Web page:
Where will this path through the wilderness take us? To a world that is green and verdant, full of trees that are not only beautiful to the eyes but have fruits that are good to eat. To a world where all humans place their trust in God. A world where God’s loving care is always felt. A world which is as it is in heaven. 

Genesis 2:15-17; 3:1-7

The Lord God took the man and put him in the garden of Eden to till it and keep it. And the Lord God commanded the man, “You may freely eat of every tree of the garden; but of the tree of the knowledge of good and evil you shall not eat, for in the day that you eat of it you shall die.”

Now the serpent was more crafty than any other wild animal that the Lord God had made. He said to the woman, “Did God say, ‘You shall not eat from any tree in the garden’?” The woman said to the serpent, “We may eat of the fruit of the trees in the garden; but God said, ‘You shall not eat of the fruit of the tree that is in the middle of the garden, nor shall you touch it, or you shall die.’“ But the serpent said to the woman, “You will not die; for God knows that when you eat of it your eyes will be opened, and you will be like God, knowing good and evil.” So when the woman saw that the tree was good for food, and that it was a delight to the eyes, and that the tree was to be desired to make one wise, she took of its fruit and ate; and she also gave some to her husband, who was with her, and he ate. Then the eyes of both were opened, and they knew that they were naked; and they sewed fig leaves together and made loincloths for themselves.

Psalm 32

1 Happy are they whose transgressions are forgiven, *
and whose sin is put away!

2 Happy are they to whom the Lord imputes no guilt, *
and in whose spirit there is no guile!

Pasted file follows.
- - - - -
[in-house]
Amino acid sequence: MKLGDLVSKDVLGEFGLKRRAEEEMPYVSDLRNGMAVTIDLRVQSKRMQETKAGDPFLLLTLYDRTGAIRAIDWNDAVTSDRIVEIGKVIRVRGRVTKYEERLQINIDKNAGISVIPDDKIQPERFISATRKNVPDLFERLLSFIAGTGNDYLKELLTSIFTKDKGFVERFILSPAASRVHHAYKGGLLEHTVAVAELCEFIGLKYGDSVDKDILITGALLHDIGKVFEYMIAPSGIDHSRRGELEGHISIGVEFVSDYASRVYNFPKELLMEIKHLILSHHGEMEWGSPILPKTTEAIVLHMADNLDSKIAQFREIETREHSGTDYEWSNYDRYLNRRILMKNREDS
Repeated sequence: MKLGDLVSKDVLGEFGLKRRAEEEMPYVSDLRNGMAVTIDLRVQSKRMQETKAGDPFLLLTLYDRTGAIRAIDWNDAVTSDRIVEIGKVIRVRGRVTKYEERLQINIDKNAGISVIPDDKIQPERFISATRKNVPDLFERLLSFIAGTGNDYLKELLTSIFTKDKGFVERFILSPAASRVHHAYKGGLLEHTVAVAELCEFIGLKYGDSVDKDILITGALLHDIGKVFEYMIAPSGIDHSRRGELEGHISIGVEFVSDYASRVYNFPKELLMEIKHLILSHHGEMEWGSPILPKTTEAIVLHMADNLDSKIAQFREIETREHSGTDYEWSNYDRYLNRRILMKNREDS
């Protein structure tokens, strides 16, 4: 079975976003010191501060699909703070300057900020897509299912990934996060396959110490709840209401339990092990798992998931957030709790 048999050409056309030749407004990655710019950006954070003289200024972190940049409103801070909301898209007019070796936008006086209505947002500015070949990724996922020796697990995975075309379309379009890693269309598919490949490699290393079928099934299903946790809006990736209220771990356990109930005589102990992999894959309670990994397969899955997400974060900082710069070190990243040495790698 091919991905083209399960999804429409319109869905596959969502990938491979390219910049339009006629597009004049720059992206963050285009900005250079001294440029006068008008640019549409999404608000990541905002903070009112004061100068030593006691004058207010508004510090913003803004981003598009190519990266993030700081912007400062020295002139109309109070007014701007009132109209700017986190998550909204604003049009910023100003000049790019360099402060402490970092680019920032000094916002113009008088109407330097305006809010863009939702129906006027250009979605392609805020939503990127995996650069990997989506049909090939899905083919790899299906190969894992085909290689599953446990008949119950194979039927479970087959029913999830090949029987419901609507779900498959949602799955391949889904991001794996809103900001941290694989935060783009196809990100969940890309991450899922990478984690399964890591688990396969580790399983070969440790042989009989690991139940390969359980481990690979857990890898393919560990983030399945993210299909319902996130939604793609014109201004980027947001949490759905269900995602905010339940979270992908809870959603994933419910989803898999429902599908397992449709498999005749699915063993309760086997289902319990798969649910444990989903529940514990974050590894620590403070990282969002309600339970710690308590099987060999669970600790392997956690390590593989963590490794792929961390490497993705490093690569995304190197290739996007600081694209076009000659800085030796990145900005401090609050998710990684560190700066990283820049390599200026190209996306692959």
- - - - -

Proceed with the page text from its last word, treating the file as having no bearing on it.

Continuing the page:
3 While I held my tongue, my bones withered away, *
because of my groaning all day long.

4 For your hand was heavy upon me day and night; *
my moisture was dried up as in the heat of summer.

5 Then I acknowledged my sin to you, *
and did not conceal my guilt.

6 I said,” I will confess my transgressions to the Lord.” *
Then you forgave me the guilt of my sin.

7 Therefore all the faithful will make their prayers to you in time of trouble; *
when the great waters overflow, they shall not reach them.

8 You are my hiding-place;
you preserve me from trouble; *
you surround me with shouts of deliverance.

9 “I will instruct you and teach you in the way that you should go; *
I will guide you with my eye.

10 Do not be like horse or mule, which have no understanding; *
who must be fitted with bit and bridle,
or else they will not stay near you.”

11 Great are the tribulations of the wicked; *
but mercy embraces those who trust in the Lord.

12 Be glad, you righteous, and rejoice in the Lord; *
shout for joy, all who are true of heart.

Romans 5:12-19

As sin came into the world through one man, and death came through sin, and so death spread to all because all have sinned– sin was indeed in the world before the law, but sin is not reckoned when there is no law. Yet death exercised dominion from Adam to Moses, even over those whose sins were not like the transgression of Adam, who is a type of the one who was to come.